Has this late date for completion been mentioned before? Presumably it is a funding issue as I read somewhere else (now lost) that there already is a shortfall in the existing spend on renovation of the hall.

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These were not simply changes of voicing - the specification of the Solo Organ was altered substantially. It was originally intended to include a more 'orchestral' string with a keen céleste, some slightly more Romantic flutes and tubas - yes, really - but on a comparatively modest wind pressure. When I return from school, I will attempt to locate the original specification and post it (assuming that no-one else does so first).

 

By the time that people had raised concerns regarding the ability of the organ to lead massed forces, the Solo Organ was the only division in which the soundboards were still awaiting construction; therefore this was the only department in which such a radical change could be made without wasting considerable money and time already spent.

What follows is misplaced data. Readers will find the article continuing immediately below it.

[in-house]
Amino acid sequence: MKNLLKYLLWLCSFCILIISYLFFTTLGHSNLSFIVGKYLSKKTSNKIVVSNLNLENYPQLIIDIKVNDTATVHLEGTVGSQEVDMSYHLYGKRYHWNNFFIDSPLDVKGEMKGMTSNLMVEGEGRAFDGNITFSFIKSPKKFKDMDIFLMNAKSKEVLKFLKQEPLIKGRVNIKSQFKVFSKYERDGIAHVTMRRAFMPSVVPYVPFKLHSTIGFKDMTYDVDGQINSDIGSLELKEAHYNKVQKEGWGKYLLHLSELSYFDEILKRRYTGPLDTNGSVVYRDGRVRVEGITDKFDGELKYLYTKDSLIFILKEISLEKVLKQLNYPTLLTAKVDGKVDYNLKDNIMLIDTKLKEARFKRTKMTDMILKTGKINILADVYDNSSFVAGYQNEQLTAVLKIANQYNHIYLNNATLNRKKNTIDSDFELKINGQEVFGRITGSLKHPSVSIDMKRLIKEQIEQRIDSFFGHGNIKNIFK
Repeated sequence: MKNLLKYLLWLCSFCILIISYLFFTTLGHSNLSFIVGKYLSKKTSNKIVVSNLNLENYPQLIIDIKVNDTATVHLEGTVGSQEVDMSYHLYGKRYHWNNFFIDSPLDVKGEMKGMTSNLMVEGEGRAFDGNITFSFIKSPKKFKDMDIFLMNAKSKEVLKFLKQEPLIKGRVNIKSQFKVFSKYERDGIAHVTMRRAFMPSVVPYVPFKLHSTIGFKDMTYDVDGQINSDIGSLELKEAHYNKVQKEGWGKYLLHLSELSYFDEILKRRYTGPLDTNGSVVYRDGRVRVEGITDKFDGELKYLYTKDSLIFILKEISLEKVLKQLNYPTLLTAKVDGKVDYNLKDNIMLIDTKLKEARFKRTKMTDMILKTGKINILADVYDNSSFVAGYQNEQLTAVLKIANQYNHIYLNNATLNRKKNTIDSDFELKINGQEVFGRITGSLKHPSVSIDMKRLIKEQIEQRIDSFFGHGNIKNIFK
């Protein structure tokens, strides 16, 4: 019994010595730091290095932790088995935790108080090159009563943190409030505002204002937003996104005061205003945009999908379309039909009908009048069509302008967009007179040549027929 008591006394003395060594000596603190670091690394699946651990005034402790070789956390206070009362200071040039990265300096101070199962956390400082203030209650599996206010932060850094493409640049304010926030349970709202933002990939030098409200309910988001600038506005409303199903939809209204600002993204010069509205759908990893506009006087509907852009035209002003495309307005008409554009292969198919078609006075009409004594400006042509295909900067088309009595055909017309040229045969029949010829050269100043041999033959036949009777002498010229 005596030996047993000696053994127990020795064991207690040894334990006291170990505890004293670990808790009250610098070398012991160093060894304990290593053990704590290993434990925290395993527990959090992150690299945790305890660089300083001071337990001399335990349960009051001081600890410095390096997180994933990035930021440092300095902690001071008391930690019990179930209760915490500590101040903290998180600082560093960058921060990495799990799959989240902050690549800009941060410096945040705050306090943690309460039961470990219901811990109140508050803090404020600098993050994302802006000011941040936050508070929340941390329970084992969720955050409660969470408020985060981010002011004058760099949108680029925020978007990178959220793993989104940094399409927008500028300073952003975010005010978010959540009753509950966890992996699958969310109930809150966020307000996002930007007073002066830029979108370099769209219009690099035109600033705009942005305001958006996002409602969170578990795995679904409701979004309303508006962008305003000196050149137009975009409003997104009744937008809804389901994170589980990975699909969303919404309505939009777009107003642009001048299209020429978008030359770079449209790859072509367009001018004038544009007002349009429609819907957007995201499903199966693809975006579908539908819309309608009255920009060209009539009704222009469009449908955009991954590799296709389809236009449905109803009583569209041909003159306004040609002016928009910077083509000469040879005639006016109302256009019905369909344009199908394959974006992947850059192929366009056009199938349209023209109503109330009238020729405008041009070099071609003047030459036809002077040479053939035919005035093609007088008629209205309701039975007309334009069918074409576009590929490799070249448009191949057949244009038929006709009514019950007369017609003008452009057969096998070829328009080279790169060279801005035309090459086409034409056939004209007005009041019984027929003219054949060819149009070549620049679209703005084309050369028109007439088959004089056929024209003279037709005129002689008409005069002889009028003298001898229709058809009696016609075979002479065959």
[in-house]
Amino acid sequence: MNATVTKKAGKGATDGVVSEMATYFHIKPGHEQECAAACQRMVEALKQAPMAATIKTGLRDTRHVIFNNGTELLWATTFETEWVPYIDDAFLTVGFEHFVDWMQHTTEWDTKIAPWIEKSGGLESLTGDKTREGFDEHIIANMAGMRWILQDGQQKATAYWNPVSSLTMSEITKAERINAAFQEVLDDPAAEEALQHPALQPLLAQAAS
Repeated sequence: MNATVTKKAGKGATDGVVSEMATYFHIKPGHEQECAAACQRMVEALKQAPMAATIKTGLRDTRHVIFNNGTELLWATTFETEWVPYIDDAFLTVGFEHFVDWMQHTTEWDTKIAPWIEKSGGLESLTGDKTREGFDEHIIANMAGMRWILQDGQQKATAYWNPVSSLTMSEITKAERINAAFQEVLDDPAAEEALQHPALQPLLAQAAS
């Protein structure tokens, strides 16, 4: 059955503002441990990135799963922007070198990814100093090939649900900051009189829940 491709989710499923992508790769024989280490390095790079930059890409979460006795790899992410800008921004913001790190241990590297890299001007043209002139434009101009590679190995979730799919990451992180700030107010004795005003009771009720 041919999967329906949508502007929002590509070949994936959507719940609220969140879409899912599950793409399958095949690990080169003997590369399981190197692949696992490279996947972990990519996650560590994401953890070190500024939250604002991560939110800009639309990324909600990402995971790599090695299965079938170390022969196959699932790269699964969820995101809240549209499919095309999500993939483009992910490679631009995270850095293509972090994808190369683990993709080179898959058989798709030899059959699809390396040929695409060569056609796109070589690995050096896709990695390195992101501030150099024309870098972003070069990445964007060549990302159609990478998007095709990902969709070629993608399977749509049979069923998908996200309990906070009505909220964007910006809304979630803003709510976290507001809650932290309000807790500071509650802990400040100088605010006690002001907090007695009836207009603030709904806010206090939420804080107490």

Here is the original 'tender' specification of the Solo Organ:

 

IV SOLO (enclosed, behind Grand)

16 Violon

8 Flûte Majeure wood

8 Violoncello

8 Violons Célestes

4 Orchestral Flute wood, harmonic

4 Spitzgamba (Fugara)

2 Zauberpiccolo stopped harmonic metal

II Tertian 24.26

16 Cor Anglais

8 Corno di Bassetto

Tremulant

8 French Horn

8 Tuba Major

4 Tuba Clarion

 

In fact, I have seen at least two other versions of this. I shall do more research when I get home - time permitting.